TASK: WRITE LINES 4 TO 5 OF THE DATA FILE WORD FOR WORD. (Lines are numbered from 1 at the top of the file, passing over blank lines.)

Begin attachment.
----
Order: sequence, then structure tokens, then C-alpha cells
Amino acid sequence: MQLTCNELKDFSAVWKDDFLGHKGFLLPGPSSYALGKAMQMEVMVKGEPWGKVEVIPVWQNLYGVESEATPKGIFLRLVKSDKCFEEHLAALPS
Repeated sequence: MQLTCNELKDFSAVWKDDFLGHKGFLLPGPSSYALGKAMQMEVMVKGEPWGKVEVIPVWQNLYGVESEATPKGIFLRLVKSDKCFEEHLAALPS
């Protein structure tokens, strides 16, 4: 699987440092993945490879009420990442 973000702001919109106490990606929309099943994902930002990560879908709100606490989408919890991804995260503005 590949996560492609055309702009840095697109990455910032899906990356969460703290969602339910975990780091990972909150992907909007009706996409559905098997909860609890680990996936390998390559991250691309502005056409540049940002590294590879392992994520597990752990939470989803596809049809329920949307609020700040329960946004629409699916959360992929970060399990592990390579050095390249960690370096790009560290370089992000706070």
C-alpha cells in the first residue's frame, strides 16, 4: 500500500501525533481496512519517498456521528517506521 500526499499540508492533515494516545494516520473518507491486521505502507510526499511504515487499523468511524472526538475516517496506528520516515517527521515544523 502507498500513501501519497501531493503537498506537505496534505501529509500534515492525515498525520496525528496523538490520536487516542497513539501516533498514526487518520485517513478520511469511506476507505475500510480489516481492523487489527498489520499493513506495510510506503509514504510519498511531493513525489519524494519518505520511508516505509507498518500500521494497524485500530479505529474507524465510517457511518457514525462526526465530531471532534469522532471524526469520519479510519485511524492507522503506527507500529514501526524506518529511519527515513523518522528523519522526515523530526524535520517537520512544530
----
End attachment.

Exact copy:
């Protein structure tokens, strides 16, 4: 699987440092993945490879009420990442 973000702001919109106490990606929309099943994902930002990560879908709100606490989408919890991804995260503005 590949996560492609055309702009840095697109990455910032899906990356969460703290969602339910975990780091990972909150992907909007009706996409559905098997909860609890680990996936390998390559991250691309502005056409540049940002590294590879392992994520597990752990939470989803596809049809329920949307609020700040329960946004629409699916959360992929970060399990592990390579050095390249960690370096790009560290370089992000706070």
C-alpha cells in the first residue's frame, strides 16, 4: 500500500501525533481496512519517498456521528517506521 500526499499540508492533515494516545494516520473518507491486521505502507510526499511504515487499523468511524472526538475516517496506528520516515517527521515544523 502507498500513501501519497501531493503537498506537505496534505501529509500534515492525515498525520496525528496523538490520536487516542497513539501516533498514526487518520485517513478520511469511506476507505475500510480489516481492523487489527498489520499493513506495510510506503509514504510519498511531493513525489519524494519518505520511508516505509507498518500500521494497524485500530479505529474507524465510517457511518457514525462526526465530531471532534469522532471524526469520519479510519485511524492507522503506527507500529514501526524506518529511519527515513523518522528523519522526515523530526524535520517537520512544530